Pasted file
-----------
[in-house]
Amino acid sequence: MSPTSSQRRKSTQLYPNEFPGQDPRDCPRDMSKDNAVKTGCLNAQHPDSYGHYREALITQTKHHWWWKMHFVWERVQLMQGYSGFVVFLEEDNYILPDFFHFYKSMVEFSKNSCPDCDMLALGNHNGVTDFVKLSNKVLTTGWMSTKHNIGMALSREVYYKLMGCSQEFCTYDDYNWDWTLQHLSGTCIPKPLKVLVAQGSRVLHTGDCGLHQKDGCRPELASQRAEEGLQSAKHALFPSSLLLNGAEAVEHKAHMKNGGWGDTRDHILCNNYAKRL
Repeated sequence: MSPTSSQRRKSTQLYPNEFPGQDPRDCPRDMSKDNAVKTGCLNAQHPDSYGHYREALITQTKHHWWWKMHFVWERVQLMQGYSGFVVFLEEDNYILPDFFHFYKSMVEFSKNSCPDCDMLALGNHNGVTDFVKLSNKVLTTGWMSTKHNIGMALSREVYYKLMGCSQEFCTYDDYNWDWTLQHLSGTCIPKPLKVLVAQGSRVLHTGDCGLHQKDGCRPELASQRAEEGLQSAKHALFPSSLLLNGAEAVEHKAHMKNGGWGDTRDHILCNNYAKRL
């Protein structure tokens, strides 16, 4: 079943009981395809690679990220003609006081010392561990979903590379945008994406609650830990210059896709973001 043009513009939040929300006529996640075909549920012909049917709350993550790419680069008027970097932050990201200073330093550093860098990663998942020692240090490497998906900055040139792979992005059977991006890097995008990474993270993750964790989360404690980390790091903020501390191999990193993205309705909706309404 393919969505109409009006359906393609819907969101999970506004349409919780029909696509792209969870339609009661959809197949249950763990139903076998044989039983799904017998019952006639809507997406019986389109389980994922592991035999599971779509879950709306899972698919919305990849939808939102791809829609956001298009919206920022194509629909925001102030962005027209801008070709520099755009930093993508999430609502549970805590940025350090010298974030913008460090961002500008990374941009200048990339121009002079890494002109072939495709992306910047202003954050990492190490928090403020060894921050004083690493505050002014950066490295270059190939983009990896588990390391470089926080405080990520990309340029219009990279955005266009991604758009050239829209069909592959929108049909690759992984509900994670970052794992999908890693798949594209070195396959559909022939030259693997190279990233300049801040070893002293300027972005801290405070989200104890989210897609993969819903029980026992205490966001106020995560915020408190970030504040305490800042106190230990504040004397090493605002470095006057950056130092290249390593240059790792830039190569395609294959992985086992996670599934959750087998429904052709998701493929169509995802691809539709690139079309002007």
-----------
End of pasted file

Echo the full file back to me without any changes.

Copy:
[in-house]
Amino acid sequence: MSPTSSQRRKSTQLYPNEFPGQDPRDCPRDMSKDNAVKTGCLNAQHPDSYGHYREALITQTKHHWWWKMHFVWERVQLMQGYSGFVVFLEEDNYILPDFFHFYKSMVEFSKNSCPDCDMLALGNHNGVTDFVKLSNKVLTTGWMSTKHNIGMALSREVYYKLMGCSQEFCTYDDYNWDWTLQHLSGTCIPKPLKVLVAQGSRVLHTGDCGLHQKDGCRPELASQRAEEGLQSAKHALFPSSLLLNGAEAVEHKAHMKNGGWGDTRDHILCNNYAKRL
Repeated sequence: MSPTSSQRRKSTQLYPNEFPGQDPRDCPRDMSKDNAVKTGCLNAQHPDSYGHYREALITQTKHHWWWKMHFVWERVQLMQGYSGFVVFLEEDNYILPDFFHFYKSMVEFSKNSCPDCDMLALGNHNGVTDFVKLSNKVLTTGWMSTKHNIGMALSREVYYKLMGCSQEFCTYDDYNWDWTLQHLSGTCIPKPLKVLVAQGSRVLHTGDCGLHQKDGCRPELASQRAEEGLQSAKHALFPSSLLLNGAEAVEHKAHMKNGGWGDTRDHILCNNYAKRL
């Protein structure tokens, strides 16, 4: 079943009981395809690679990220003609006081010392561990979903590379945008994406609650830990210059896709973001 043009513009939040929300006529996640075909549920012909049917709350993550790419680069008027970097932050990201200073330093550093860098990663998942020692240090490497998906900055040139792979992005059977991006890097995008990474993270993750964790989360404690980390790091903020501390191999990193993205309705909706309404 393919969505109409009006359906393609819907969101999970506004349409919780029909696509792209969870339609009661959809197949249950763990139903076998044989039983799904017998019952006639809507997406019986389109389980994922592991035999599971779509879950709306899972698919919305990849939808939102791809829609956001298009919206920022194509629909925001102030962005027209801008070709520099755009930093993508999430609502549970805590940025350090010298974030913008460090961002500008990374941009200048990339121009002079890494002109072939495709992306910047202003954050990492190490928090403020060894921050004083690493505050002014950066490295270059190939983009990896588990390391470089926080405080990520990309340029219009990279955005266009991604758009050239829209069909592959929108049909690759992984509900994670970052794992999908890693798949594209070195396959559909022939030259693997190279990233300049801040070893002293300027972005801290405070989200104890989210897609993969819903029980026992205490966001106020995560915020408190970030504040305490800042106190230990504040004397090493605002470095006057950056130092290249390593240059790792830039190569395609294959992985086992996670599934959750087998429904052709998701493929169509995802691809539709690139079309002007």